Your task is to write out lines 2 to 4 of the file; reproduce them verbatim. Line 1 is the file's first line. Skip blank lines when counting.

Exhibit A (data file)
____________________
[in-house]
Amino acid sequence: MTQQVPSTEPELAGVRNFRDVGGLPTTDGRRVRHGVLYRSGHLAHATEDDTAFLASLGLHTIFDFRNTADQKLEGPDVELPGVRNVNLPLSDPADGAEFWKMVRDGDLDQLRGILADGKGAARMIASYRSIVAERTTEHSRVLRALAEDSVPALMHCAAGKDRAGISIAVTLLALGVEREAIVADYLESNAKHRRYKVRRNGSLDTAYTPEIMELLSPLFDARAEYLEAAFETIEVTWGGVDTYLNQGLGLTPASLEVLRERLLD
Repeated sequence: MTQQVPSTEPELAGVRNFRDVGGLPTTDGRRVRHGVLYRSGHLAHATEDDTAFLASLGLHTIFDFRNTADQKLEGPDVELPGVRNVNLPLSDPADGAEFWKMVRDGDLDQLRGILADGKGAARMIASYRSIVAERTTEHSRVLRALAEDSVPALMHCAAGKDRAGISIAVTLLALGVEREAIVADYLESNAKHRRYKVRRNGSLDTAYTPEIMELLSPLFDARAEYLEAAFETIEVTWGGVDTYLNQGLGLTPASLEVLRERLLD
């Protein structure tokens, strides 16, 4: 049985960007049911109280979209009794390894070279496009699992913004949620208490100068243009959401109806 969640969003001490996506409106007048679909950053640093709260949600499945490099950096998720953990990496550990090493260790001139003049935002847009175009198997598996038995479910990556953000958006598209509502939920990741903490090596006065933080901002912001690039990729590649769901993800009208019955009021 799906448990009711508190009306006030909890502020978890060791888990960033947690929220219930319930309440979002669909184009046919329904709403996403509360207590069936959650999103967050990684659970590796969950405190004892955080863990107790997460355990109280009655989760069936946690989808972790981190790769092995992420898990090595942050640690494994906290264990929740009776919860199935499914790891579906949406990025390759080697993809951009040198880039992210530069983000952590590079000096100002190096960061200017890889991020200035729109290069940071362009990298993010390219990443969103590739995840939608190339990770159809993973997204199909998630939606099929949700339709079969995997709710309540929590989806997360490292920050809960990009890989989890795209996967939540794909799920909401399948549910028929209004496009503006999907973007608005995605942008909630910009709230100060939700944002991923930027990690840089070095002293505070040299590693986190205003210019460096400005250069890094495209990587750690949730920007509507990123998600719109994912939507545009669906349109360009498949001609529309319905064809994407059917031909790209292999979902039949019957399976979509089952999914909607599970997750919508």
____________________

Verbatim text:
Amino acid sequence: MTQQVPSTEPELAGVRNFRDVGGLPTTDGRRVRHGVLYRSGHLAHATEDDTAFLASLGLHTIFDFRNTADQKLEGPDVELPGVRNVNLPLSDPADGAEFWKMVRDGDLDQLRGILADGKGAARMIASYRSIVAERTTEHSRVLRALAEDSVPALMHCAAGKDRAGISIAVTLLALGVEREAIVADYLESNAKHRRYKVRRNGSLDTAYTPEIMELLSPLFDARAEYLEAAFETIEVTWGGVDTYLNQGLGLTPASLEVLRERLLD
Repeated sequence: MTQQVPSTEPELAGVRNFRDVGGLPTTDGRRVRHGVLYRSGHLAHATEDDTAFLASLGLHTIFDFRNTADQKLEGPDVELPGVRNVNLPLSDPADGAEFWKMVRDGDLDQLRGILADGKGAARMIASYRSIVAERTTEHSRVLRALAEDSVPALMHCAAGKDRAGISIAVTLLALGVEREAIVADYLESNAKHRRYKVRRNGSLDTAYTPEIMELLSPLFDARAEYLEAAFETIEVTWGGVDTYLNQGLGLTPASLEVLRERLLD
């Protein structure tokens, strides 16, 4: 049985960007049911109280979209009794390894070279496009699992913004949620208490100068243009959401109806 969640969003001490996506409106007048679909950053640093709260949600499945490099950096998720953990990496550990090493260790001139003049935002847009175009198997598996038995479910990556953000958006598209509502939920990741903490090596006065933080901002912001690039990729590649769901993800009208019955009021 799906448990009711508190009306006030909890502020978890060791888990960033947690929220219930319930309440979002669909184009046919329904709403996403509360207590069936959650999103967050990684659970590796969950405190004892955080863990107790997460355990109280009655989760069936946690989808972790981190790769092995992420898990090595942050640690494994906290264990929740009776919860199935499914790891579906949406990025390759080697993809951009040198880039992210530069983000952590590079000096100002190096960061200017890889991020200035729109290069940071362009990298993010390219990443969103590739995840939608190339990770159809993973997204199909998630939606099929949700339709079969995997709710309540929590989806997360490292920050809960990009890989989890795209996967939540794909799920909401399948549910028929209004496009503006999907973007608005995605942008909630910009709230100060939700944002991923930027990690840089070095002293505070040299590693986190205003210019460096400005250069890094495209990587750690949730920007509507990123998600719109994912939507545009669906349109360009498949001609529309319905064809994407059917031909790209292999979902039949019957399976979509089952999914909607599970997750919508």